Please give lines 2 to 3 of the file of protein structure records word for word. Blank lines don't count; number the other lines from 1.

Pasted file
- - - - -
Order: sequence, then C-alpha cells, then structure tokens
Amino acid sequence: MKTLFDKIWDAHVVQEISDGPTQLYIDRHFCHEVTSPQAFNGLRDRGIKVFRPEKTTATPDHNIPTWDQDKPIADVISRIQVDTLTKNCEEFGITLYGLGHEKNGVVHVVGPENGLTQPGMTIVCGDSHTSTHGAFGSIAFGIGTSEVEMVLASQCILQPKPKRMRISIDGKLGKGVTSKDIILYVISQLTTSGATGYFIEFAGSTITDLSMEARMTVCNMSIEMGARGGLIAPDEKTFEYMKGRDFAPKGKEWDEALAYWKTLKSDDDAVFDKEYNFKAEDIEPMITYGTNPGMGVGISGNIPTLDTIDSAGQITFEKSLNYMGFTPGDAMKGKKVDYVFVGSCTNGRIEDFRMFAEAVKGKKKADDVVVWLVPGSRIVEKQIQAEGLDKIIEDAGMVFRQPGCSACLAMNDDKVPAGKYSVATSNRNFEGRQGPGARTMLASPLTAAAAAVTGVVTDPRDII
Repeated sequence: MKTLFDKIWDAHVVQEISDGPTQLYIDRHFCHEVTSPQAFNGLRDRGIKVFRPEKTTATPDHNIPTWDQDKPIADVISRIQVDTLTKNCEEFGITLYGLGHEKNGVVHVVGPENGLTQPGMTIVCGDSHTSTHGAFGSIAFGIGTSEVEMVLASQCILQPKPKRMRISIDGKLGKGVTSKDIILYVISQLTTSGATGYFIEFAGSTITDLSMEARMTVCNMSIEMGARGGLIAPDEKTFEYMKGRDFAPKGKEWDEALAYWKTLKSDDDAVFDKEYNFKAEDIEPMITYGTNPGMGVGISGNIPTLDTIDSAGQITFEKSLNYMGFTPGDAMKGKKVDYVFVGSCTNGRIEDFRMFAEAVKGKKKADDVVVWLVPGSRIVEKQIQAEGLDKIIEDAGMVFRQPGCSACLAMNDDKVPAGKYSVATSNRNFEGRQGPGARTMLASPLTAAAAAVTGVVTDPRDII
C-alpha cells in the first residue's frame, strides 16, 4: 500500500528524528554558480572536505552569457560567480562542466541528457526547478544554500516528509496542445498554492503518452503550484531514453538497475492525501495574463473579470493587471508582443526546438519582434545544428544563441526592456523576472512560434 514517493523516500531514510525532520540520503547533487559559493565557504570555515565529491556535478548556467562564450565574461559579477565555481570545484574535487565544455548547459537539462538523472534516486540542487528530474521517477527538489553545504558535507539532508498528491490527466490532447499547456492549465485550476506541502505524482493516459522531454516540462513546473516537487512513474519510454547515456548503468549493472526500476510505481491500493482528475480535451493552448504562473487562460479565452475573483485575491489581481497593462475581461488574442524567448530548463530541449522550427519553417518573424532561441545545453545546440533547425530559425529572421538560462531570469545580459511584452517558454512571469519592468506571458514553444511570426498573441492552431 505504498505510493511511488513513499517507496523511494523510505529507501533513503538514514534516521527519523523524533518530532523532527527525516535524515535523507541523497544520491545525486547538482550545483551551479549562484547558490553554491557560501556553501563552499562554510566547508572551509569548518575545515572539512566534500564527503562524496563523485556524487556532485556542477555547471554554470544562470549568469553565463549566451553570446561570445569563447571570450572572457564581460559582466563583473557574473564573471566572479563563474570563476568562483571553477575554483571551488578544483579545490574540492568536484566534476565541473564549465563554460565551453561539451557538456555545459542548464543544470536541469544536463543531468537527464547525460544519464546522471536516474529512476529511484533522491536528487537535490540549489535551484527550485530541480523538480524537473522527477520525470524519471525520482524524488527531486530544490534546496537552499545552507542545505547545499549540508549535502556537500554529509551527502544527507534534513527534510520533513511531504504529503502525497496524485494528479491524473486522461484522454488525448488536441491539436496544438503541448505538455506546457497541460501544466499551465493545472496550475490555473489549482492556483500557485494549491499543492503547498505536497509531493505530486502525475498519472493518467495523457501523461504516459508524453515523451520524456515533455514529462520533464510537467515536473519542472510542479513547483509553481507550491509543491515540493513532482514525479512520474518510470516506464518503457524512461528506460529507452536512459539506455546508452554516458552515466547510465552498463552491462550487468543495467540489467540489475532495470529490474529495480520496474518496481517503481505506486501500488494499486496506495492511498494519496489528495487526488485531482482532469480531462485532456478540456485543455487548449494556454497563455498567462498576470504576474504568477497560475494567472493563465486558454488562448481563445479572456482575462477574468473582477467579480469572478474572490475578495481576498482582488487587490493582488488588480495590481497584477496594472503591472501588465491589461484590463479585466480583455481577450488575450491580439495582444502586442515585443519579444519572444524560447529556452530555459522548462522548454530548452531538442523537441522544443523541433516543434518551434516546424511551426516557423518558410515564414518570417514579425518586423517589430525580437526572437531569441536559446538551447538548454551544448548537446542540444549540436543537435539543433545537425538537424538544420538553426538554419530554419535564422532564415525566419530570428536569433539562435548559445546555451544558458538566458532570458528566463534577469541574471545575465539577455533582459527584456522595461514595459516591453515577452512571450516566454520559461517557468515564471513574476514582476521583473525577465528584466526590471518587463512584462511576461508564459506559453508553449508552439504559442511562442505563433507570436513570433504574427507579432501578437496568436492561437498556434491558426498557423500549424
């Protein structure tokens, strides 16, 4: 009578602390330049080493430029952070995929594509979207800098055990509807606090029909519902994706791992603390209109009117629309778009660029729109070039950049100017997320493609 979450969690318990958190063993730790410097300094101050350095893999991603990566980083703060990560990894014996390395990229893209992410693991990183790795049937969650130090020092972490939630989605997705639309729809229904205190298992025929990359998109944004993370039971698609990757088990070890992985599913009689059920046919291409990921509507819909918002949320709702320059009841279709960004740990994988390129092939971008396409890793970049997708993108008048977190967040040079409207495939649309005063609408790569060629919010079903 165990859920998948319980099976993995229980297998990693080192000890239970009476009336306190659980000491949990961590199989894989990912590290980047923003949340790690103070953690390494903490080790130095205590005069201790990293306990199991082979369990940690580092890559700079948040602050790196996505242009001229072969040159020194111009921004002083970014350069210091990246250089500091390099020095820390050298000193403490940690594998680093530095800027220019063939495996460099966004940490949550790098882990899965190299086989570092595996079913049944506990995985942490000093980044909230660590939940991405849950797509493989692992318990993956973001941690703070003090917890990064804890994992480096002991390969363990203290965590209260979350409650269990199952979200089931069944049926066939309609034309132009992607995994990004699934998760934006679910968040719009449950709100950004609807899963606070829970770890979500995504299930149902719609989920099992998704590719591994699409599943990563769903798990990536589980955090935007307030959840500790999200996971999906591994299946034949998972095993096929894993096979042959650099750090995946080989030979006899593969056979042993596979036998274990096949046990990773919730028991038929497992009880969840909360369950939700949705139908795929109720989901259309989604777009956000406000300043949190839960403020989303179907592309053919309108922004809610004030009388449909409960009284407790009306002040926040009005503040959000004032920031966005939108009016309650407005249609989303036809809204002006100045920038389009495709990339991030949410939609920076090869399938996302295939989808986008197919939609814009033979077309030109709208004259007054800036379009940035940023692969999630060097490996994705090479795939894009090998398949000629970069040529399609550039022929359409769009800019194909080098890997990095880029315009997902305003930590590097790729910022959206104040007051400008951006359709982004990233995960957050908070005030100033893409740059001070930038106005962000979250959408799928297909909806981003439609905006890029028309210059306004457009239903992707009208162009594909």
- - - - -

Amino acid sequence: MKTLFDKIWDAHVVQEISDGPTQLYIDRHFCHEVTSPQAFNGLRDRGIKVFRPEKTTATPDHNIPTWDQDKPIADVISRIQVDTLTKNCEEFGITLYGLGHEKNGVVHVVGPENGLTQPGMTIVCGDSHTSTHGAFGSIAFGIGTSEVEMVLASQCILQPKPKRMRISIDGKLGKGVTSKDIILYVISQLTTSGATGYFIEFAGSTITDLSMEARMTVCNMSIEMGARGGLIAPDEKTFEYMKGRDFAPKGKEWDEALAYWKTLKSDDDAVFDKEYNFKAEDIEPMITYGTNPGMGVGISGNIPTLDTIDSAGQITFEKSLNYMGFTPGDAMKGKKVDYVFVGSCTNGRIEDFRMFAEAVKGKKKADDVVVWLVPGSRIVEKQIQAEGLDKIIEDAGMVFRQPGCSACLAMNDDKVPAGKYSVATSNRNFEGRQGPGARTMLASPLTAAAAAVTGVVTDPRDII
Repeated sequence: MKTLFDKIWDAHVVQEISDGPTQLYIDRHFCHEVTSPQAFNGLRDRGIKVFRPEKTTATPDHNIPTWDQDKPIADVISRIQVDTLTKNCEEFGITLYGLGHEKNGVVHVVGPENGLTQPGMTIVCGDSHTSTHGAFGSIAFGIGTSEVEMVLASQCILQPKPKRMRISIDGKLGKGVTSKDIILYVISQLTTSGATGYFIEFAGSTITDLSMEARMTVCNMSIEMGARGGLIAPDEKTFEYMKGRDFAPKGKEWDEALAYWKTLKSDDDAVFDKEYNFKAEDIEPMITYGTNPGMGVGISGNIPTLDTIDSAGQITFEKSLNYMGFTPGDAMKGKKVDYVFVGSCTNGRIEDFRMFAEAVKGKKKADDVVVWLVPGSRIVEKQIQAEGLDKIIEDAGMVFRQPGCSACLAMNDDKVPAGKYSVATSNRNFEGRQGPGARTMLASPLTAAAAAVTGVVTDPRDII